Benedict Cumberbatch had the politest response to Sam Elliott’s ‘Power of the Dog’ dig
Benedict Cumberbatch is reacting in a very British manner to American actor Sam Elliott calling his movie “The Power of the Dog” “that piece of s—.” Without naming names, the best actor Oscar nominee called Elliott’s reaction “very odd.”
“Someone ... really took offense [at] the West being portrayed in this way,” Cumberbatch said in a BAFTA Film Sessions interview that streamed Saturday. (His remarks begin around the 44-minute mark.)
He noted that he was reluctant to comment in detail because he hadn’t yet heard the episode of the “WTF With Marc Maron” podcast and said he didn’t want to “stir over the ashes” of the story. He proceeded to comment anyway.
Actor Sam Elliott, who has played a cowboy for most of his career, slammed Jane Campion’s revisionist take on the American West: ‘I took it personal.’
Elliott, who stars in the Paramount+ streaming series “1883” and has sealed his place in the canon of the western genre over the course of his 77 years, took huge issue last week with a blurb from a “Power of the Dog” review that — in his words — described the film as an “evisceration of the American myth.”
“They’re all running around in chaps and no shirts. There’s all these allusions to homosexuality throughout the f— movie,” Elliott said of the story set in 1920s Montana. Later he added, “It’s like ... where’s the western? Where’s the western in this western?”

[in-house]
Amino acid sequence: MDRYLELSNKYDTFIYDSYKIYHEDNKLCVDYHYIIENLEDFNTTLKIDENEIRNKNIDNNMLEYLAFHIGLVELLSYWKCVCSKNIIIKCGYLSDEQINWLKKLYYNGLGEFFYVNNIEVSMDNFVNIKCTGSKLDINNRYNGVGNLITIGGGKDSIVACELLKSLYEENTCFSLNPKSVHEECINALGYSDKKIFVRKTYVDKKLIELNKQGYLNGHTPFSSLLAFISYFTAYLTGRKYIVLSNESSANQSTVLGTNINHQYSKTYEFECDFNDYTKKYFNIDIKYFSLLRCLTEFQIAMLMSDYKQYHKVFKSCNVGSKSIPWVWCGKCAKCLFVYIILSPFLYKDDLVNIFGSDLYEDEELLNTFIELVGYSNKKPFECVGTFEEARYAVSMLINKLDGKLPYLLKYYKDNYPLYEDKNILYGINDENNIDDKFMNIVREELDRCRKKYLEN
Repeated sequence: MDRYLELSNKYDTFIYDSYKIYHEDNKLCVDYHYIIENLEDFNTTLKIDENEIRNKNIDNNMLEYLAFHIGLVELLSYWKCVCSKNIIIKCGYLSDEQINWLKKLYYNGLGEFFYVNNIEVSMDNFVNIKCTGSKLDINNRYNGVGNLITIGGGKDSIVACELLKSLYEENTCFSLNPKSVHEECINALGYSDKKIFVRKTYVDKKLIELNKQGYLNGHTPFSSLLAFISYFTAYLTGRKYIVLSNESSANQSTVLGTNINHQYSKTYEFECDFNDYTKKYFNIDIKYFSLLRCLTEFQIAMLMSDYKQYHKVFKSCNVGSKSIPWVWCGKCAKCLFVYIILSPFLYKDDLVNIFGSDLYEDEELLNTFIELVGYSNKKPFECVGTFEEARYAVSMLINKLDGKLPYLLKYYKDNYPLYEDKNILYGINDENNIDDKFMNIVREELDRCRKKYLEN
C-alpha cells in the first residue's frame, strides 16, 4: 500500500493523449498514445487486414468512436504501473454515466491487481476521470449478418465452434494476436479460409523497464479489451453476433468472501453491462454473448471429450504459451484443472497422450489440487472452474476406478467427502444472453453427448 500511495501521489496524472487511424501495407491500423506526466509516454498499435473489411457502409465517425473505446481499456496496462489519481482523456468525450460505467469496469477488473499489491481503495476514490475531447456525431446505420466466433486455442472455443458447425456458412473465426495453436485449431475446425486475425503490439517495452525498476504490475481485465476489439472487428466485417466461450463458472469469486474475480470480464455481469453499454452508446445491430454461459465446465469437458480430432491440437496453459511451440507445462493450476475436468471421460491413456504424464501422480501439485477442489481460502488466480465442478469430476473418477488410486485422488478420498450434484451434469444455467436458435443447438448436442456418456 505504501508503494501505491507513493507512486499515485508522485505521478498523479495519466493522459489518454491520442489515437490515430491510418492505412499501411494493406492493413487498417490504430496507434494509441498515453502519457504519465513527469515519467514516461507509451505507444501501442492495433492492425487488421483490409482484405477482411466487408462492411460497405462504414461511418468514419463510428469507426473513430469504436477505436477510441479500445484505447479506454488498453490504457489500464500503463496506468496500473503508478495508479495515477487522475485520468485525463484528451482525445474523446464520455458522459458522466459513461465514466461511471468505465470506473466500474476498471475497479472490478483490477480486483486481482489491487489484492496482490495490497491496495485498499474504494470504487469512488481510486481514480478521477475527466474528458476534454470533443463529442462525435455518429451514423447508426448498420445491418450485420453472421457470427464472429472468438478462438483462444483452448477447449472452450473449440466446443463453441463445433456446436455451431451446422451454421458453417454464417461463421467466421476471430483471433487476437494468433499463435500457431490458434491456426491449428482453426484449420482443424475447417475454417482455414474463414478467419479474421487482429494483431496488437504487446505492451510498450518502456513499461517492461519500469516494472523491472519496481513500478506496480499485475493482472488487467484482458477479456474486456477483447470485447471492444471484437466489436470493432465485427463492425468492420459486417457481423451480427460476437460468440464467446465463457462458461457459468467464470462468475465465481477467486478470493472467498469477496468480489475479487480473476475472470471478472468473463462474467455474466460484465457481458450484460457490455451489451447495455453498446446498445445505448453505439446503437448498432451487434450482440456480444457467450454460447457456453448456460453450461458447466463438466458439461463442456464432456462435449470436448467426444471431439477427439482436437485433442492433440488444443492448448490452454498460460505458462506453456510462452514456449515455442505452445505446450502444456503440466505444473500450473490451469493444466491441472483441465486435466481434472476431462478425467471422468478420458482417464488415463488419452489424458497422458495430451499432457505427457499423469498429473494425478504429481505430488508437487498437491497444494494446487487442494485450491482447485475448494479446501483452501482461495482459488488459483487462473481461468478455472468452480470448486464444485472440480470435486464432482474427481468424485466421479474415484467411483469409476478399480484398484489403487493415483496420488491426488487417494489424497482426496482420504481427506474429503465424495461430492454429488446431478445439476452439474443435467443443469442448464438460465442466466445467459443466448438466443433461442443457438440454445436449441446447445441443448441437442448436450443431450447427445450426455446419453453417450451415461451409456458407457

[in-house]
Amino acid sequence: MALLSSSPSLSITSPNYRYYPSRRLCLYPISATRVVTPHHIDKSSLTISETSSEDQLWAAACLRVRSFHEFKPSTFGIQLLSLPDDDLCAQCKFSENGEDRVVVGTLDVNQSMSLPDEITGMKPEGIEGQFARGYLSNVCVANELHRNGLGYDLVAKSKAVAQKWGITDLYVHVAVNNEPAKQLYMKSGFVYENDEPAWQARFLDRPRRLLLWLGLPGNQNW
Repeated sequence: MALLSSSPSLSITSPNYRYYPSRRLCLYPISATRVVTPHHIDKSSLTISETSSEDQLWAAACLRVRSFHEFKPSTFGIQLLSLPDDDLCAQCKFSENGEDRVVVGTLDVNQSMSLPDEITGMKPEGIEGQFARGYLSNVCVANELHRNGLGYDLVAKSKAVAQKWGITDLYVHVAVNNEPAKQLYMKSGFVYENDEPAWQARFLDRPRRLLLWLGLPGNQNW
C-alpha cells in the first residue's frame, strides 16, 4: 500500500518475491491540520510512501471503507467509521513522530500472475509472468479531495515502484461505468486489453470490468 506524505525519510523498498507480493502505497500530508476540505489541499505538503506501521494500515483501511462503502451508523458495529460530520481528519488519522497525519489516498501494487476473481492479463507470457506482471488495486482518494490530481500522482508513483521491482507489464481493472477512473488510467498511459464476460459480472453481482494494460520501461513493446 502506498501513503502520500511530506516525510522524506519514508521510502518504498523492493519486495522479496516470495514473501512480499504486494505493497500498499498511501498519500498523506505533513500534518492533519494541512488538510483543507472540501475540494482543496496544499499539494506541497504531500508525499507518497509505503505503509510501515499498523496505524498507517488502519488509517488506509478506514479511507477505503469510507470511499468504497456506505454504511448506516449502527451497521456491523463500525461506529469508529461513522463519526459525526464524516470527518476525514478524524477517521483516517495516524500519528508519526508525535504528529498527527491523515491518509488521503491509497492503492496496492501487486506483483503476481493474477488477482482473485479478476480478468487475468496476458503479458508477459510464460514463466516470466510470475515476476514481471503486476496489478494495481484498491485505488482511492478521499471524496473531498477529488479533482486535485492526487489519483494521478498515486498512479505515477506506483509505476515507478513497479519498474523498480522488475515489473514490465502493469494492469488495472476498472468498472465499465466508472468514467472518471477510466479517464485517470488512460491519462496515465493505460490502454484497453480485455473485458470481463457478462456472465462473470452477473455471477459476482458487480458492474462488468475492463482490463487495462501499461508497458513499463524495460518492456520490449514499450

Cumberbatch took issue with Elliott’s “denial that anybody could have anything other than a heteronormative existence because of what they do for a living or where they’re born.”
Maybe ease up on your hatred of Phil Burbank just a little, the actor asks. There are things about the man that should be celebrated.
He also criticized what he saw as “a massive intolerance within the world at large towards homosexuality still, towards an acceptance of the ‘other,’ of any kind of difference, and no more so than in this prism of conformity in the sense of what is expected in a man in the sort of western-archetype mold of masculinity.”
But the English actor did it all in a nonconfrontational way, absent any outrage. He described the storytelling in “The Power of the Dog,” which leads the pack of Oscar contenders with 12 nominations, as a look under the hood of toxic masculinity.
The western tends to be macho fare, akin to the gangster movie in the genre universe. But love takes many forms out on the prairie.
“I think there’s no harm in looking at a character to try and get to the root causes of that,” he said. “I mean, this is a very specific case of repression, but also due to an intolerance, a societal intolerance for that true identity that Phil is, that Phil has, that he can’t fully be.”
As for the deconstruction of Phil, the character he played in the film, in the context of the American West? Well, Cumberbatch said, “It’s not a history lesson.”
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